Blind activist Chen Guangcheng blames Beijing for NYU exit
Blind Chinese dissident Chen Guangcheng has linked his departure from New York University to "unrelenting pressure" from Beijing.
Mr Chen has been a fellow at NYU since mid-2012. He is to leave this month.
The activist caused a diplomatic flurry last year when he fled house arrest and went to the US embassy in Beijing. He was later allowed to go to the US.
NYU has rejected his claim, saying his fellowship had always been expected to last a year at most.
"As early as last August and September, the Chinese Communists had already begun to apply great, unrelenting pressure on New York University, so much so that after we had been in the United States just three to four months, NYU was already starting to discuss our departure with us," Mr Chen said in a statement.
Beijing authorities wanted "to make me so busy trying to earn a living that I don't have time for human rights advocacy, but this is not going to happen", he said.
NYU spokesman John Beckman said Mr Chen's claims were "both false and contradicted by the well-established facts".
"Mr Chen's fellowship at NYU and its conclusion have had nothing to do with the Chinese government. All fellowships come to an end," he said in a statement.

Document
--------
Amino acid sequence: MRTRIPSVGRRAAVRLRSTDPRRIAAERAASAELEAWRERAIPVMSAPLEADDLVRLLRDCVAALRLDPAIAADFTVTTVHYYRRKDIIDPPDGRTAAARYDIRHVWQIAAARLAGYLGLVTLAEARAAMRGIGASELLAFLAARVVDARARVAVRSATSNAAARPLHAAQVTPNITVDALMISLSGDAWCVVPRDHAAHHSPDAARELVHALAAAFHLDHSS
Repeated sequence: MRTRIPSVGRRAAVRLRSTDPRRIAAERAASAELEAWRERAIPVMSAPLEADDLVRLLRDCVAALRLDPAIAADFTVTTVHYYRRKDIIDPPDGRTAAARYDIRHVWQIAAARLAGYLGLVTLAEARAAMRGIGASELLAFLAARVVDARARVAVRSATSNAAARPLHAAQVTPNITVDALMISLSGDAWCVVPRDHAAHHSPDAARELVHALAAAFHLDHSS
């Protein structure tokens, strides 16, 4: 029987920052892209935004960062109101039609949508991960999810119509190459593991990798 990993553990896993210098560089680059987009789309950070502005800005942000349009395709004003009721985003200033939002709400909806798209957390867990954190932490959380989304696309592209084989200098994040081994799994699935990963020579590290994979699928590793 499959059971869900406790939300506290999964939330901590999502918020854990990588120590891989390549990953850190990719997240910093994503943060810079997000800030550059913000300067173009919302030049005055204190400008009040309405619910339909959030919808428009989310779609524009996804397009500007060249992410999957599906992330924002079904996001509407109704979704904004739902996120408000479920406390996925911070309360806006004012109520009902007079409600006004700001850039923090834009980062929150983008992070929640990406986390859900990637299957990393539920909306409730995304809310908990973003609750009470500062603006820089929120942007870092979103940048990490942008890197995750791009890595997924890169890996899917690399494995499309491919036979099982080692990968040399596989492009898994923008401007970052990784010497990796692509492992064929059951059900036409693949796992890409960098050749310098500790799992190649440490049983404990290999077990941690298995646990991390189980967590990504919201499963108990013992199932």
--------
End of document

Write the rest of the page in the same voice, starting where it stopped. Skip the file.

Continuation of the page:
NYU last week rejected a report by the New York Post linking Mr Chen's departure to its planned satellite campus in Shanghai, which is due to open in September.
Prof Jerome Cohen, a NYU law professor who had helped broker Mr Chen's fellowship at the university, said last week that the arrangement had always been a short-term one to help Mr Chen and his immediate family "get their feet on the ground and transition to a more permanent position".
Mr Chen is reported to be in talks with two US institutions about a possible position.
The self-taught lawyer had campaigned against forced abortions under China's one-child policy, but was jailed for four years in 2006 for disrupting traffic and damaging property.
He was placed under house arrest after his release in 2010, until his high-profile escape in April 2012.